Deception. When we read that word, we think of how wicked it sounds. No one wants to be deceived. It is a horrible feeling to realize that you have been deceived. Yet, there is a deception that is far to easy for us to do to ourselves. It is the deception that comes when we judge others.
Paul says in Romans,
“1 Therefore you are inexcusable, O man, whoever you are who judge, for in whatever you judge another you condemn yourself; for you who judge practice the same things… 4 Or do you think lightly of the riches of His kindness and tolerance and patience, not knowing that the kindness of God leads you to repentance?”(Romans 2:1, 4)
At the beginning of Romans 2 Paul warns those who feel comfortable standing in judgment over others that there is a spiritual consequence to such comfort. He declares that when we are comfortable judging others that we are forgetting something essential to our relationship with God. We are forgetting God’s kindness.
When was the last time that we thought about how we are drawn to God? When was the last time we considered God’s wooing of us? God did not just declare our guilt. He did not just declare the coming judgment. God also declared and demonstrated His great and awesome love for us. He established that we were the apple of His eye. He communicated that He loved us so much that He would give His life for us in Jesus. Such love. Such sacrifice. Paul declares that it is this kindness of God that has led us to seek a relationship with Him through Jesus.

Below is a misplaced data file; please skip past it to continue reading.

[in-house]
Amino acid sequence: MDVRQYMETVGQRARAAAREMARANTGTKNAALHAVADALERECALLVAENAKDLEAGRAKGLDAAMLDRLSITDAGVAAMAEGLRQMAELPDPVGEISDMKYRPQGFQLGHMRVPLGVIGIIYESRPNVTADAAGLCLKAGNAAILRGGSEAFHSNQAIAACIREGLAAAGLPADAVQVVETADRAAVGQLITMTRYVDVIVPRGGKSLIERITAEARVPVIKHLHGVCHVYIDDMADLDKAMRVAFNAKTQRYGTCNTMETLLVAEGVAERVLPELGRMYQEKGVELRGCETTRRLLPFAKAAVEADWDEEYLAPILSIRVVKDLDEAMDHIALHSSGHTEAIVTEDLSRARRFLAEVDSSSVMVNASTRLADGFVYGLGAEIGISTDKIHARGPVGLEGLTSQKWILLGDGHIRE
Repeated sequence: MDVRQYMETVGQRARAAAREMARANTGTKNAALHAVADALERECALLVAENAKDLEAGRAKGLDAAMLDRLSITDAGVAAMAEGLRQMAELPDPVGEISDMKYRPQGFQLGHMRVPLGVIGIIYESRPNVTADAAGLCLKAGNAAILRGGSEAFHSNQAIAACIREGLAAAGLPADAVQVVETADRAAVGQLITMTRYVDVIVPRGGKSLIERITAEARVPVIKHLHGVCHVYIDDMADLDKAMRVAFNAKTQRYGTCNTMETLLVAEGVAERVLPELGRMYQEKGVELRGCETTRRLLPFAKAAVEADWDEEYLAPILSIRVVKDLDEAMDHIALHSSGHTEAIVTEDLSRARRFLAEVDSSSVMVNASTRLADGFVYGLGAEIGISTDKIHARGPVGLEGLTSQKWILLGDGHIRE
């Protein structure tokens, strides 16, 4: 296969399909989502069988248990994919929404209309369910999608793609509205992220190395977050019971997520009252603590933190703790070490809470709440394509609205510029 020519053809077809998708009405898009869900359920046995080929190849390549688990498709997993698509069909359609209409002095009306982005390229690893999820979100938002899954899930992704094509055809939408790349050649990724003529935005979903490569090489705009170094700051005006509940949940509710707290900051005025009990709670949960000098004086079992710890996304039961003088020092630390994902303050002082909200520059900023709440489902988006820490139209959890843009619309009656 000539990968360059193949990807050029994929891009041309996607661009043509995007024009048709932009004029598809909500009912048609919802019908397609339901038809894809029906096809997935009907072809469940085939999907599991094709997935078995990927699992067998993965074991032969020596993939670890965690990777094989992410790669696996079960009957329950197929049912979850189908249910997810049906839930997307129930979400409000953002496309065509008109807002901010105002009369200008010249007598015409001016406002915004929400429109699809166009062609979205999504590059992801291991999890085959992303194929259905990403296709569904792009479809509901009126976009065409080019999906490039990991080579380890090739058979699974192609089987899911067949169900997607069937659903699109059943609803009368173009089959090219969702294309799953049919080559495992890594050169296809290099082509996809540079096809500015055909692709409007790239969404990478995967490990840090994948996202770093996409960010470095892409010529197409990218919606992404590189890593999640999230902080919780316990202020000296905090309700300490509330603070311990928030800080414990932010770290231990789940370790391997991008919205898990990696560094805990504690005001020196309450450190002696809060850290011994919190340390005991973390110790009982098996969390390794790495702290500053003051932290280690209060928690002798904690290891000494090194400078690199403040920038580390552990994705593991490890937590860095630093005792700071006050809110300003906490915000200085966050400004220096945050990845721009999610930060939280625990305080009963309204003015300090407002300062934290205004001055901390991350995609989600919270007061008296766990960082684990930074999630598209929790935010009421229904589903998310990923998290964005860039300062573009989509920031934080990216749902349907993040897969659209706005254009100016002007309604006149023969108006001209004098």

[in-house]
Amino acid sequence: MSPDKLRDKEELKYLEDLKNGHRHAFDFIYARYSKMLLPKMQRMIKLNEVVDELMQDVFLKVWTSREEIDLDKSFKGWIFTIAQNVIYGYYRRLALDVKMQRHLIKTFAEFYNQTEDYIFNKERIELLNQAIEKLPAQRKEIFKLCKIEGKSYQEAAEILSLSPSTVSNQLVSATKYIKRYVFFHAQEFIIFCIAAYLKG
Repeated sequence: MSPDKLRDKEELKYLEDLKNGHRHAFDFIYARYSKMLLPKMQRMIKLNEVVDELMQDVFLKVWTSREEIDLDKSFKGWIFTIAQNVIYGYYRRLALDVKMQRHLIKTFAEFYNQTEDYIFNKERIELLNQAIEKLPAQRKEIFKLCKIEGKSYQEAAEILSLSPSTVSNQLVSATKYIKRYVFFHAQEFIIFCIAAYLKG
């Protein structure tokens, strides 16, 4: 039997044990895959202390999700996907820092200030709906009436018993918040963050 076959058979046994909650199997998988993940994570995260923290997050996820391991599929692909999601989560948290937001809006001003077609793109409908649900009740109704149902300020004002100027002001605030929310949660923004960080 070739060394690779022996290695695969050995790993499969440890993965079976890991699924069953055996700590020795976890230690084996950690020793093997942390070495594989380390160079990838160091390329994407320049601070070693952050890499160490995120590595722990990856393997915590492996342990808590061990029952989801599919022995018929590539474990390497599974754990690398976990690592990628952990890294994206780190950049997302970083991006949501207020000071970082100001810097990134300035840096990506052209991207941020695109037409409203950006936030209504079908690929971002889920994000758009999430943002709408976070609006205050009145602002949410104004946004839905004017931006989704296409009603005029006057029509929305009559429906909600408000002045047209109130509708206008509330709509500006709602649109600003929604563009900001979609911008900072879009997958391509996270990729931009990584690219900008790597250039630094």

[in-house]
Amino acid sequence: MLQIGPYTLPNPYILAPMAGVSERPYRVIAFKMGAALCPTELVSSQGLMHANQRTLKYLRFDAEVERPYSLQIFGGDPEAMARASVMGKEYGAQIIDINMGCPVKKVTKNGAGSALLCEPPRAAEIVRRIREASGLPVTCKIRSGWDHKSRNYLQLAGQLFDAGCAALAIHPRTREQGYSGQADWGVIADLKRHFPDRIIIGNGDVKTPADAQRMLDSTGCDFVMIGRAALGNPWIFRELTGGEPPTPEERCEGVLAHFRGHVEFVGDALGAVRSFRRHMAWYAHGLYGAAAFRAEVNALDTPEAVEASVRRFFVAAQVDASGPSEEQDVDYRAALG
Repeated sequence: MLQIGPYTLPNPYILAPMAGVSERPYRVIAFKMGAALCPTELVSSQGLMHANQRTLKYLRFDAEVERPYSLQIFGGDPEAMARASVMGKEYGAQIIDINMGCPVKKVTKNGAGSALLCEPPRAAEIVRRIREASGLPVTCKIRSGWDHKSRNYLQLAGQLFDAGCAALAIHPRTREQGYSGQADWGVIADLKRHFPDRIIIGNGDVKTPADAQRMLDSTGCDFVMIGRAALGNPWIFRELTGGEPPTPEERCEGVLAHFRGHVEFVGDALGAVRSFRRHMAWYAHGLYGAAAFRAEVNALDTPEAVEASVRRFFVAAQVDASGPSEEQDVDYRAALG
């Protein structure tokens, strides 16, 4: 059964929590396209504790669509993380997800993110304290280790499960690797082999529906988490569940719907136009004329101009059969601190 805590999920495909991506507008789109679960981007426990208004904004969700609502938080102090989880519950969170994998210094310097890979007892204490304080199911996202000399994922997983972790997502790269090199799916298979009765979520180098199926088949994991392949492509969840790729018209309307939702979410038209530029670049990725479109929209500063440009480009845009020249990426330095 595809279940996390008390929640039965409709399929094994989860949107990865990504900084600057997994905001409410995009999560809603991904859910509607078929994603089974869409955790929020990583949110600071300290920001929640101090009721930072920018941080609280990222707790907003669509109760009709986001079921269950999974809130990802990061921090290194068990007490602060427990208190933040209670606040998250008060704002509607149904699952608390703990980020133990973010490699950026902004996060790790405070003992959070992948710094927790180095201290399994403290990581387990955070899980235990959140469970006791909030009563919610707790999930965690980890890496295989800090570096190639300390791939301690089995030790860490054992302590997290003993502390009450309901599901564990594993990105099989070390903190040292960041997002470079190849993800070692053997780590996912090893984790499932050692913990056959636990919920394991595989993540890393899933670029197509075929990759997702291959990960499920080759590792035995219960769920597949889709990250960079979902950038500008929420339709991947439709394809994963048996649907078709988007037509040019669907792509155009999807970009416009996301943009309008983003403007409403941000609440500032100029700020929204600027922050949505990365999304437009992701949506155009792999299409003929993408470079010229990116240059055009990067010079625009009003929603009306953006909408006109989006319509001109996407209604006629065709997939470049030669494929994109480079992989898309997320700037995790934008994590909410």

What does judging our neighbor have to do with God’s gift to us? Look again at verse 4. Have you considered what we are saying about God’s kindness to us when we are comfortable judging our neighbor? It says that somehow we deserved it. Or, it says that His kindness wasn’t that big of a deal. The ability to comfortably judge others declares that we didn’t really need God’s kindness that much. Judging others demonstrates a diminished appreciation of God’s kindness toward us. We are declaring our sin to be less than it is. Judging others declares that we do not understand the enormity of our sin or of God’s kindness to us.
What should we do? Go back to our beginning with Jesus. Think again about why we said yes to His gift of forgiveness. Think deeply on what His gift has meant to us. Think upon it deeply enough that any comparisons with or judgments of others become an affront to us. Then, do it again.
Something to think about,